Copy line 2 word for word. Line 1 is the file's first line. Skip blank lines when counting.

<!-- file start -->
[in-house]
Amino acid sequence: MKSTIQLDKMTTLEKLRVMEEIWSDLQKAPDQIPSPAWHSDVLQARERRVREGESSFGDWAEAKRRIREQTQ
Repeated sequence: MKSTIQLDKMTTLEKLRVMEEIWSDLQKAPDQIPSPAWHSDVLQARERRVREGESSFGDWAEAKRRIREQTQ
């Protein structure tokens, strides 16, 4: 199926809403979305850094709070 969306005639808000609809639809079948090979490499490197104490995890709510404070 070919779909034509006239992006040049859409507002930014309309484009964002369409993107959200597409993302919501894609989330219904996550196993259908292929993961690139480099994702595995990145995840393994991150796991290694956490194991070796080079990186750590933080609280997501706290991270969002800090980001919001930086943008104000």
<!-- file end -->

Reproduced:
Amino acid sequence: MKSTIQLDKMTTLEKLRVMEEIWSDLQKAPDQIPSPAWHSDVLQARERRVREGESSFGDWAEAKRRIREQTQ